If Shah Rukh Khan can use Rajni, why can’t Public Banks?

Public Sector Bank Counter

The think-tank or the brainpower who are sitting in the management of public sector banks should learn a lesson from Shah Rukh Khan.

Yes, if Shah Rukh Khan can use the “Rajni” word (in his “Lungi dance” song) to promote his Chennai Express, why can’t public banks in India use young, talented, and capable employees to improve their pathetic customer service?

And this criticism is not a new thing for these banks. Despite this, I wonder why any constructive action has not yet been taken by the (exceptionally talented) management of these banks or even by the governors at the Reserve Bank of India? The image of these public sector banks really looks bleak.

Is it because of the bureaucracy or political red tapism? Whatever the reasons, people at large have fed up with these banks, their extensive paperwork, and their slow working culture. And on top of it, PSU banks’ staff frequently goes on strike for their wage revision and other demands.

In my recent visit to one of the branches of Syndicate Bank, even the bank’s staff ridiculed a potential customer and said, “Do you find only this bank to open your account? Go and get your account opened in some other bank. We are already short of staff and are working overtime. No person is willing to join our bank also.”

But I was (kind of) shocked to check the Net Profit figure of Syndicate Bank (see the table below). While the profit of other banks dipped tremendously, this bank showed an increased profit in its books. If the bank is making profit, then why can’t they invest in improving the effectiveness and potential of its manpower? Continuing with the existing level of customer service, I wonder if their profit figure will remain steady in the near future.

If you see the Net Profit figures of other PSU banks, one can conclude that (leaving other reasons aside for now) these banks are paying the prize of their bad, ineffective, and painful customer service.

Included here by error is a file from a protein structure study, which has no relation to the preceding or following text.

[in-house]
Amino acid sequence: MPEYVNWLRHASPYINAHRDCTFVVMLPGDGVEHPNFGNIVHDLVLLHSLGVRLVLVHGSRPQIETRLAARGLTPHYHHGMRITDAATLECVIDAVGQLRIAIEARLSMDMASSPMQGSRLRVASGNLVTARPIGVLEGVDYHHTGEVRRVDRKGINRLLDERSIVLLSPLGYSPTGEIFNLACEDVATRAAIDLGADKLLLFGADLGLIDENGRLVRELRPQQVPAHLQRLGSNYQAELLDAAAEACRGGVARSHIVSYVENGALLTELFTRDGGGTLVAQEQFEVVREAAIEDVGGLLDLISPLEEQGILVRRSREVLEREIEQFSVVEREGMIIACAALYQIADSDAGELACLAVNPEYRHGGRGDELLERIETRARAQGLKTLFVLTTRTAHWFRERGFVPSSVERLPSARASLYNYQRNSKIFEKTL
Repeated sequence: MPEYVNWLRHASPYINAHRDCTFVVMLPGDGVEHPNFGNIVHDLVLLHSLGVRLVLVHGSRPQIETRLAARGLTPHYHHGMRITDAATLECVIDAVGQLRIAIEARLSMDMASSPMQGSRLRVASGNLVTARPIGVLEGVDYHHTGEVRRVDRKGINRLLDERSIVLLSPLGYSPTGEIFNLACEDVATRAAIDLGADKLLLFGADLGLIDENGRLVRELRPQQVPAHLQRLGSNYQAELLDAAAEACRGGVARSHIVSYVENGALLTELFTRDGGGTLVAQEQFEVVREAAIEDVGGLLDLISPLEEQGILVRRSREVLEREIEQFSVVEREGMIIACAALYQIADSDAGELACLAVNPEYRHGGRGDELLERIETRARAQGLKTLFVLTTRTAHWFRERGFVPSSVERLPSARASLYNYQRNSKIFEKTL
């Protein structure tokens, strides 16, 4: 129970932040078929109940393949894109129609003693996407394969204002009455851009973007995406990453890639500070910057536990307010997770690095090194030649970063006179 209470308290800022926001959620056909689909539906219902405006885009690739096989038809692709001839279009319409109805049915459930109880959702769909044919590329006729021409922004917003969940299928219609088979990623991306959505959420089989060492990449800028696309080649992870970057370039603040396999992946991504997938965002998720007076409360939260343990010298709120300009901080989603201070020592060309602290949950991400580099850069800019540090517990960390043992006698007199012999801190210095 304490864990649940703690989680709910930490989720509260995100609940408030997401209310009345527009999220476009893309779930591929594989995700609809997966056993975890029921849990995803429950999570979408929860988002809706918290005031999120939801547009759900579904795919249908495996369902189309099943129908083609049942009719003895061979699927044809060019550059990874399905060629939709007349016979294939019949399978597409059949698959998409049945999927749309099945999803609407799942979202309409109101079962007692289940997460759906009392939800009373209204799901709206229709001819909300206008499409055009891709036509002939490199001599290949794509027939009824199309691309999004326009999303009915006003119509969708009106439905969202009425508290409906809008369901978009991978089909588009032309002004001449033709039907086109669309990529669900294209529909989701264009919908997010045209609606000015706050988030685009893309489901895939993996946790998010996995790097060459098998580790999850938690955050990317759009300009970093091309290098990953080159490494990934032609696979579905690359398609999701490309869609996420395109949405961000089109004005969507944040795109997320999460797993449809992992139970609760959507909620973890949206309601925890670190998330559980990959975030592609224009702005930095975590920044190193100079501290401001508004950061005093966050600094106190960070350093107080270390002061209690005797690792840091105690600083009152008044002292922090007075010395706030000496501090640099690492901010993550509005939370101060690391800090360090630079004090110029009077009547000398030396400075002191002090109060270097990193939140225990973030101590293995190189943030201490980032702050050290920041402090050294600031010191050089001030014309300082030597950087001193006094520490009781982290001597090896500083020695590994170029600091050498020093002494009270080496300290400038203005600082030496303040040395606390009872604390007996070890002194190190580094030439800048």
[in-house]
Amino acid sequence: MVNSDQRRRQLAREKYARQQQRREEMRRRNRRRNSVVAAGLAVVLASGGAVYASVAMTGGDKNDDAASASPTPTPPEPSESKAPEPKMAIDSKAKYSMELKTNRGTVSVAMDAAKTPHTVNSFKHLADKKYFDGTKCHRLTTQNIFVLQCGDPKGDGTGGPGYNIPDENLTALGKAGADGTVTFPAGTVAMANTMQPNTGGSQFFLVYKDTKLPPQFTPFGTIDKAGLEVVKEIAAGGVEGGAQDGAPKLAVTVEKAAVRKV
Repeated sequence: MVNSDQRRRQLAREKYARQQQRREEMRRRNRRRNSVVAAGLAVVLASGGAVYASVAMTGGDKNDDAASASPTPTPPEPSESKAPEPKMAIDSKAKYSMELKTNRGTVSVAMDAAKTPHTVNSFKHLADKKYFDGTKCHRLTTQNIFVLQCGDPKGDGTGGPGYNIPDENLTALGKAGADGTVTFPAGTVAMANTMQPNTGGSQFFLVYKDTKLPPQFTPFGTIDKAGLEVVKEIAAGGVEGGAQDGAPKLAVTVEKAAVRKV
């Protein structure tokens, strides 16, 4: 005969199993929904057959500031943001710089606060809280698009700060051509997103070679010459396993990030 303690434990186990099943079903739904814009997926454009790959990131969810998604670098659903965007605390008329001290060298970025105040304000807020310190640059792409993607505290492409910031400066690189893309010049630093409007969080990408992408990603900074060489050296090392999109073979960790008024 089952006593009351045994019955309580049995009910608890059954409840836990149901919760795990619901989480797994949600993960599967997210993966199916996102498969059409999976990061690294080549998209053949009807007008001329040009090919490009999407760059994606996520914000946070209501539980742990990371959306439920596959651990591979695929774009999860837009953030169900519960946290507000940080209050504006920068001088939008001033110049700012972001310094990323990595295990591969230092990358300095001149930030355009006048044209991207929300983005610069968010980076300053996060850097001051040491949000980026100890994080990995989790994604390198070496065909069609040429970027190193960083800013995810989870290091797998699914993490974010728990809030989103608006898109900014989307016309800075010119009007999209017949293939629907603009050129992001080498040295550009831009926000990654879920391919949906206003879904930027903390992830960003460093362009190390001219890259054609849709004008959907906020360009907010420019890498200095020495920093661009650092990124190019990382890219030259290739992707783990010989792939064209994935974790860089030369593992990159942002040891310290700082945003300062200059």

S. No.

BANK NAME         Net Profit         (Q2 FY’13)  {July-Aug-Sept 2012}          Net Profit         (Q2 FY’14)  {July-Aug-Sept 2013}
     1 Syndicate Bank           463 crore           470 crore
     2 Indian Bank           496 crore           306 crore
     3 Punjab National Bank         1066 crore           505 crore
     4 Canara Bank           660.97 crore           625.94 crore
     5 Punjab & Sind Bank       11707 crore         4296 crore


And I am sure that we all have one or more painful stories related to the performance of such public banks. Do share those stories here.

Is there no way that the public can force these banks to improve their customer service? Do we have to eventually move our account(s) to Private Banks from these banks for want of good service? Is this what the Central Government also wants through its policy of encouraging more private players/banks?

NOTE: The Net Profit figures in the above table are taken from the respective banks’ Website.

Enjoy the Rajnikant cartoon video below:

Why India needs a strong Prime Minister?

We are proud of our Motherland

Upon knowing India’s rank as the second-most populous country in the world, a boy asked his mother on why we are still not a developed or a strong nation. Below is the scenario explained in the form of a poem:

You told maa that there is STRENGTH in numbers,

But why then our country India is still in slumbers?

The boy continued…


Top 5 Myths Busted About Non-Vegetarian Diet

Boy Eating Veg-Action Wanted

Myth # 1: Only one person deciding not to eat meat in the future will not work wonders. There are many people around the world who are still eating and relishing meat at this time.

Answer: Your efforts may look like a drop in the ocean but every drop counts. For the sake of the planet we will have to reduce the consumption of non-vegetarian food.

One kg of meat is equivalent to the meals of 400 people. If only More

That is why urea and chemicals are mixed in sweets

Indian Sweets Action Wanted

Many places in India are facing a big shortage of milk. With more demand and less supply, adulteration is bound to happen. And during peak festival season, when the demand for sweets soar high, shopkeepers take this as their prestige to supply the required quantity of sweets to the needy consumers.

They add chemicals to make Khoya (a natural additive obtained from milk that lends thickness and solidity to sweets) which they then use to make mithais (Indian sweets).

And what is the result? So many people have died because of consuming urea-mixed sweets, and still many people are suffering.

According to the United States Department of Agriculture, India is now the largest dairy producer and largest cattle producer in the world. If this is the case then where are our cows?


Why Indian children are among the shortest in the world?


It may sound weird to you but the height of your children is directly correlated to their and their neighbourhood’s access to toilets. To add to your surprise: Children in India are shorter, on average, than children in Africa, even though people are poorer, on average, in Africa. The reason behind this irony is  More

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